"Conjoint-Style" Prohibitions


As a final example, MaxDiff may be used for "conjoint-style" brand x price experiments, such as was presented by Keith Chrzan in the 2003 Sawtooth Software Proceedings.  Keith demonstrated the use of MaxDiff for pricing options on automobiles.  Each option was tested at multiple prices (i.e. each item text included a description of the option plus its price).  Thus, his project was a discrete choice study implemented as a MaxDiff exercise.  An exercise like this is specified by developing a list of items (such as options for automobiles) where each option is displayed at different prices.  Then, prohibitions are specified such that an item isn't shown twice (at different prices) within the same set.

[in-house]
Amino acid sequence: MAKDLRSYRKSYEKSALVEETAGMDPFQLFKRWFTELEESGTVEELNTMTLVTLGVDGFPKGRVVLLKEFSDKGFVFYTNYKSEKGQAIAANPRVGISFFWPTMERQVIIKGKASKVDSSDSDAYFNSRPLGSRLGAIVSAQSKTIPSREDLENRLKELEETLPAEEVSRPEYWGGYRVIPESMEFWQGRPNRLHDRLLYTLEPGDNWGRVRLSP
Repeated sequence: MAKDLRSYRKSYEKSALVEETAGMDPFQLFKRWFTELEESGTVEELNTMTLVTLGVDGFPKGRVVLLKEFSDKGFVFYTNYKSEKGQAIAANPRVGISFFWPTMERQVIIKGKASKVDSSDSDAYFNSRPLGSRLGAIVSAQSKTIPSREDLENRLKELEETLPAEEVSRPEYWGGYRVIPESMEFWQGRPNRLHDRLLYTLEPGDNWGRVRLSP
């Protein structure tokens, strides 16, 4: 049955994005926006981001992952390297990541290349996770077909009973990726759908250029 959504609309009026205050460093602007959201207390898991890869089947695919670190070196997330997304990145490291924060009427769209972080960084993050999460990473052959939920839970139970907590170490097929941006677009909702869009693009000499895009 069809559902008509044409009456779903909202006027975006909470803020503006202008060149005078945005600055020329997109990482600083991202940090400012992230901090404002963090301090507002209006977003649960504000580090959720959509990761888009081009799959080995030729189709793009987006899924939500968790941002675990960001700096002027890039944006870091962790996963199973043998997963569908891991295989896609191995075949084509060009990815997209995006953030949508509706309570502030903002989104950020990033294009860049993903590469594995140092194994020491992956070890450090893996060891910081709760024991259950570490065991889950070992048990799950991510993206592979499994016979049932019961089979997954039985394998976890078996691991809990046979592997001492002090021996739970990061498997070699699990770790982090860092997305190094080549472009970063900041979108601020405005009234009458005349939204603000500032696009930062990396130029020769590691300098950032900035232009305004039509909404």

Let's consider a study in which we have four options each at five prices.  The prohibitions table looks like this:




Repeating the simulation process with synthetic data, we find that this design is 99.5% as efficient as the "gold standard" plan with no prohibitions.


In this section, we've only considered statistical efficiency to assess the issue of prohibitions.  We find that MaxDiff designs are remarkably robust to prohibitions.  However, there may be additional considerations, such as context bias, that researchers may wish to consider when using prohibitions in MaxDiff questionnaires.